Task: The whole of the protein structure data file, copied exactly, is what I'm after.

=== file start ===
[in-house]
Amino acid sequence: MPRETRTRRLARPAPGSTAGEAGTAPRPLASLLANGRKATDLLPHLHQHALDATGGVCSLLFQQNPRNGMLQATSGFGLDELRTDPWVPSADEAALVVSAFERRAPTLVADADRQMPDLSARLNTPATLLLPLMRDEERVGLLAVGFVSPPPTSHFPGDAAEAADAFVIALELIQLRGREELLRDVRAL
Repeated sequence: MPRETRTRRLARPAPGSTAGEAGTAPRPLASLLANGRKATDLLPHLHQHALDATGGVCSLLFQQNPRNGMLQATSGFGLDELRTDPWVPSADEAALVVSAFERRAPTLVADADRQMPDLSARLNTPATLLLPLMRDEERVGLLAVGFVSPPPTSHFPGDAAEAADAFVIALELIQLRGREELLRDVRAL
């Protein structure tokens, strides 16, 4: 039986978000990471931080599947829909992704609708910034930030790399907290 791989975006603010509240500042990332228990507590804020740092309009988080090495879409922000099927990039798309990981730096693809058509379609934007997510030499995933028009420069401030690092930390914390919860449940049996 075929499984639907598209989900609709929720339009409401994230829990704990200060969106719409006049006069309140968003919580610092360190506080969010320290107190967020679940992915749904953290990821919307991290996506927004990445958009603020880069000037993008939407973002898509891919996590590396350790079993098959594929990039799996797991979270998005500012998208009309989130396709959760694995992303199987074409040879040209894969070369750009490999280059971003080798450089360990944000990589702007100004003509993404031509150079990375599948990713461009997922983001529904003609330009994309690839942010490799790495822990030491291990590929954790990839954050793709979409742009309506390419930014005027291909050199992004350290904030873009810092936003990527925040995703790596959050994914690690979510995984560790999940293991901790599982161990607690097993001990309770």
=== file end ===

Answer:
[in-house]
Amino acid sequence: MPRETRTRRLARPAPGSTAGEAGTAPRPLASLLANGRKATDLLPHLHQHALDATGGVCSLLFQQNPRNGMLQATSGFGLDELRTDPWVPSADEAALVVSAFERRAPTLVADADRQMPDLSARLNTPATLLLPLMRDEERVGLLAVGFVSPPPTSHFPGDAAEAADAFVIALELIQLRGREELLRDVRAL
Repeated sequence: MPRETRTRRLARPAPGSTAGEAGTAPRPLASLLANGRKATDLLPHLHQHALDATGGVCSLLFQQNPRNGMLQATSGFGLDELRTDPWVPSADEAALVVSAFERRAPTLVADADRQMPDLSARLNTPATLLLPLMRDEERVGLLAVGFVSPPPTSHFPGDAAEAADAFVIALELIQLRGREELLRDVRAL
């Protein structure tokens, strides 16, 4: 039986978000990471931080599947829909992704609708910034930030790399907290 791989975006603010509240500042990332228990507590804020740092309009988080090495879409922000099927990039798309990981730096693809058509379609934007997510030499995933028009420069401030690092930390914390919860449940049996 075929499984639907598209989900609709929720339009409401994230829990704990200060969106719409006049006069309140968003919580610092360190506080969010320290107190967020679940992915749904953290990821919307991290996506927004990445958009603020880069000037993008939407973002898509891919996590590396350790079993098959594929990039799996797991979270998005500012998208009309989130396709959760694995992303199987074409040879040209894969070369750009490999280059971003080798450089360990944000990589702007100004003509993404031509150079990375599948990713461009997922983001529904003609330009994309690839942010490799790495822990030491291990590929954790990839954050793709979409742009309506390419930014005027291909050199992004350290904030873009810092936003990527925040995703790596959050994914690690979510995984560790999940293991901790599982161990607690097993001990309770």